Now you are ready to give vocal and physical expression to Paul's "voice" in 2 Corinthians 11:21-31. You have learned something about Paul's situation and realize what is at stake for Paul at this point. You have identified with his feelings and have begun to show those attitudes through the language of gesture and movement as well as the rendering of the powerful words. From here you will learn on your own how to engage a text in dialogue, how to give it form and expression through your body and voice, and how to introduce your audience to a lively experience of a sacred writing. All@ art-and the art of oral reading is no exception-requires discipline and commitment. However, there is nothing quite like having a fellow church member smile at the end of your reading and say, "I've never heard it quite like that before! " There is no better way to do honor to the scriptures that we all hold sacred.
1. Mark Twain, Tramp Abroad, Chapter 7, Vol. 2, p. 92.
2. Herbert A. Musurillo, The Fathers of the Primitive Church (New York: The New American Library, 1966), 105.
3. lbid., 106.
4. Ibid., 104.
5. George W. Buchanan, "Worship, Feasts, and Ceremonies in the Early Jewish-Christian Church." New Testament Studies 26 (1980): 290-91.
6. Roger Beckwith, "The Daily and Weekly Worship of the Primitive Church in Relation to Its Jewish Antecedents; part I." Evangelical Quarterly 56 (1984): 80.
7. Quoted in Thomas Boomershine, Jr., Biblical Storytelling. Unpublished manuscript, 1985, 40 (forthcoming from Abingdon Press).
8. Raymond F. Collins, "I Thessalonians and the Liturgy of the Early Church." Biblical Theology Bulletin 10 (1980): 64.
9. Ibid., 64.
How to Organize a Lay Reading
Ministry in Your Church
An effective, ongoing lay reading ministry can grow out of existing programs at your church. The adult and/or youth choirs, small groups, Bible study groups, worship committees, or Sunday school classes are just a few "seedbeds" for this type of ministry. How do you take that first risky step into a new activity?
We can learn a lot from the story of Gideon (Judges 6-7). Gideon defied conventional wisdom in organizing his plan. Most people would think that the best way to succeed is to involve as many people as possible in a project-not Gideon. Under the leadership of God's Spirit, Gideon started with a very small band of followers on whom he know he could count. Those who signed on with Gideon knew what was expected of them and dedicated themselves to it.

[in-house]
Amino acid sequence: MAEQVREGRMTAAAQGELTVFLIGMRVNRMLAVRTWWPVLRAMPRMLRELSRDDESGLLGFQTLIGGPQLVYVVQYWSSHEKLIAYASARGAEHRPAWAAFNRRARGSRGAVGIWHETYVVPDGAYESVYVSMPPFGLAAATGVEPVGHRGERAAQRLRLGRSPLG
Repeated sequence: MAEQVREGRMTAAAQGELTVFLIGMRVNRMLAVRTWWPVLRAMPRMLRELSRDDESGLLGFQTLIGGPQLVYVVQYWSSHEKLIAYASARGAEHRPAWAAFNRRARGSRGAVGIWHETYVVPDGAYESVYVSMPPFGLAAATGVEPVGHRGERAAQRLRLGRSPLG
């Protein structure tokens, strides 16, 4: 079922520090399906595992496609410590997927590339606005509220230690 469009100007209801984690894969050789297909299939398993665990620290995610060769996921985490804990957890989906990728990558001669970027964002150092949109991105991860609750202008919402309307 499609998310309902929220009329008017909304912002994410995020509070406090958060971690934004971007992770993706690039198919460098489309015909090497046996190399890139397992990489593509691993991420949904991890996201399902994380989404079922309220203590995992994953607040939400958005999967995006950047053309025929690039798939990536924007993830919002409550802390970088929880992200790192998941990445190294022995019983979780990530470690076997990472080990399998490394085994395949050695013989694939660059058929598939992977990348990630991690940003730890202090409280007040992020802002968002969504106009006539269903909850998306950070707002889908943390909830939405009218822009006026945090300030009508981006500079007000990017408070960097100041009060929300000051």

If you want to organize a lay reading ministry, remember Gideon, who started with a handful of people. Can you think of some in your choir, Bible study group, or Sunday school class who would be interested in this idea that you have? Once you have identified them, you are ready to start.
Plan a time when you can all come together and discuss your overall objectives for a lay reading ministry. How many times would you like to perform a longer program for the church in the coming year? How many times will you meet to prepare? I suggest that for every major performance date, you have at least two meetings. During the first meeting, study the issues related to the texts so that you understand them. The second meeting should include a rehearsal period where you critique each others' readings and make suggestions for improvements. Mark all of these dates on the church calendar. Notify the pastor and church musicians of your commitment to present the texts at those times. Look at the lectionary for those dates and determine what texts are appropriate for the occasion and decide who will be responsible for each text.
If your congregation will permit lay readers during the Sunday worship services, plan to meet each quarter. Work with the worship committee and the pastor to establish a schedule for lay readers who use the lectionary. Post that schedule in any weekly or monthly mailings which go to the church membership. Identify the lay reader(s) in your Sunday bulletin. Though the pastor may often read the scripture in your congregation, the reading of scripture by lay persons, that is, lay ministers, can reap great rewards by developing leadership and encouraging full participation in the presence of God.
At training sessions, make a covenant with each lay reader of the group to read over the assigned or chosen text, become aware of the issues, dialogue with it in a journal or notebook, then become prepared to "teach" that text to other members of the group. Lead a discussion on the text and see if you can arrive at a concept for presenting it. Is this text best presented as a solo reading? Or is there a way to include other readers? Take the story of the temptation of Jesus (Matthew 4:1-11; Luke 4:1-13). What might be gained if the Tempter is given a voice? Indeed, does the Tempter speak with one voice? Or three? It depends on your interpretation. A solo reading can leave one impression; an ensemble reading can leave another. Once you have made these choices you are ready to put the text on its feet.
Arrange a time when you can practice as a group. Before coming to a practice meeting, rehearse your text two or three times. Be prepared to ask questions and get help from the group with your reading. They will be able to tell you what is or is not clear to them, what words and phrases need work, and whether your concept is comprehensible to an audience. This is the kind of feedback you will need before presenting your text.
Now you are ready. You have prepared yourself and each other for a remarkable ministry of the Word. You will find that other members of the congregation will come up to you and tell you how "different" your reading was from any they have heard. Some will want to know how to become involved in this ministry. All of a sudden, you are the authority!
There are many ways to adjust the basic steps outlined here. I suggest that you allow some time to pass between meetings. You may, however, discover that you can accomplish your objectives by holding workshops on Saturdays or by preparing a unit on oral reading as an adult Sunday school class, which can also recruit lay readers. However you decide to do it, you will soon learn how you, your group, your church, and your public life in the community can benefit from the lay reading ministry.